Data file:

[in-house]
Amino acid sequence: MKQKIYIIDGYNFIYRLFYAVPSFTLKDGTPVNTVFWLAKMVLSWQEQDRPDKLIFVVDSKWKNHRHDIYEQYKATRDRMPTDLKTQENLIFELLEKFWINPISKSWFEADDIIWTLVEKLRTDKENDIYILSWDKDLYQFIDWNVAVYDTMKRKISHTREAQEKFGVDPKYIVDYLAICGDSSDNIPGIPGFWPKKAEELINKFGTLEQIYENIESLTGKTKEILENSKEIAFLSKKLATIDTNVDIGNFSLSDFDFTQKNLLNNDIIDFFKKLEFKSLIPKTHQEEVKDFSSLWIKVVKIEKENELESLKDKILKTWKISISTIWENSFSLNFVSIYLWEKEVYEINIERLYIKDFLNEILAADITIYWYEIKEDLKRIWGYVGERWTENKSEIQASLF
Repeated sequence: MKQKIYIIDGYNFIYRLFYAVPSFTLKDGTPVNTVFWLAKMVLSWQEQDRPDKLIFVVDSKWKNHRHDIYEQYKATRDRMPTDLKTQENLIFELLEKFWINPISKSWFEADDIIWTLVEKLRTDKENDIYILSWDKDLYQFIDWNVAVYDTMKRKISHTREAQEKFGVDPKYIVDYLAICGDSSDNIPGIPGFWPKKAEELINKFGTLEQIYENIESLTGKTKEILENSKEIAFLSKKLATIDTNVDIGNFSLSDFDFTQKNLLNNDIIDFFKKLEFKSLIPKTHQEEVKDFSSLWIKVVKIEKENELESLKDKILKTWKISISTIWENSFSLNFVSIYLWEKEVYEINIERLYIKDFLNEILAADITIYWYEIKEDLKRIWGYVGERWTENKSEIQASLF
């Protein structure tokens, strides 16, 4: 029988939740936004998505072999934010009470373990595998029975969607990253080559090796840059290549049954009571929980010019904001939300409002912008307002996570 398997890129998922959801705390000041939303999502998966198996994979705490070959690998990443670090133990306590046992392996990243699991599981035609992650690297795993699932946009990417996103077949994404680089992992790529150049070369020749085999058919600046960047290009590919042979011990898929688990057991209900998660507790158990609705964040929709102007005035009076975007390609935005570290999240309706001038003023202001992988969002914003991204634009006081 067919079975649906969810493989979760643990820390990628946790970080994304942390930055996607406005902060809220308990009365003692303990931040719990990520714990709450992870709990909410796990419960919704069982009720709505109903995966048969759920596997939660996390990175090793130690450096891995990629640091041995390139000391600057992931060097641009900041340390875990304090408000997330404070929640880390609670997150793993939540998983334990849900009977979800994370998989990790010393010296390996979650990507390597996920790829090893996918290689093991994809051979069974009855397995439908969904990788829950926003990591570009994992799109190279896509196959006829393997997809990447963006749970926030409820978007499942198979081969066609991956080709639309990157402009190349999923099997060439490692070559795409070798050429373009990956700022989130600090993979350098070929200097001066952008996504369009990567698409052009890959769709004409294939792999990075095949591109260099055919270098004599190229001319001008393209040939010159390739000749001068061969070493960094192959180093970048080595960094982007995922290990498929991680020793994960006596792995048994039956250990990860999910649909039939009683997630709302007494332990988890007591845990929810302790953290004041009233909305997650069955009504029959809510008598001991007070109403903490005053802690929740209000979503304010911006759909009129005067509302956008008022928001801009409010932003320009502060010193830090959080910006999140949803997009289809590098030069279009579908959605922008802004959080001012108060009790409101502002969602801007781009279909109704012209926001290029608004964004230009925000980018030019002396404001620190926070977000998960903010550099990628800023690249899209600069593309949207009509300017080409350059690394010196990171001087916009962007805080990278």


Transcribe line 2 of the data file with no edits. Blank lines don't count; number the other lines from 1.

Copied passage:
Amino acid sequence: MKQKIYIIDGYNFIYRLFYAVPSFTLKDGTPVNTVFWLAKMVLSWQEQDRPDKLIFVVDSKWKNHRHDIYEQYKATRDRMPTDLKTQENLIFELLEKFWINPISKSWFEADDIIWTLVEKLRTDKENDIYILSWDKDLYQFIDWNVAVYDTMKRKISHTREAQEKFGVDPKYIVDYLAICGDSSDNIPGIPGFWPKKAEELINKFGTLEQIYENIESLTGKTKEILENSKEIAFLSKKLATIDTNVDIGNFSLSDFDFTQKNLLNNDIIDFFKKLEFKSLIPKTHQEEVKDFSSLWIKVVKIEKENELESLKDKILKTWKISISTIWENSFSLNFVSIYLWEKEVYEINIERLYIKDFLNEILAADITIYWYEIKEDLKRIWGYVGERWTENKSEIQASLF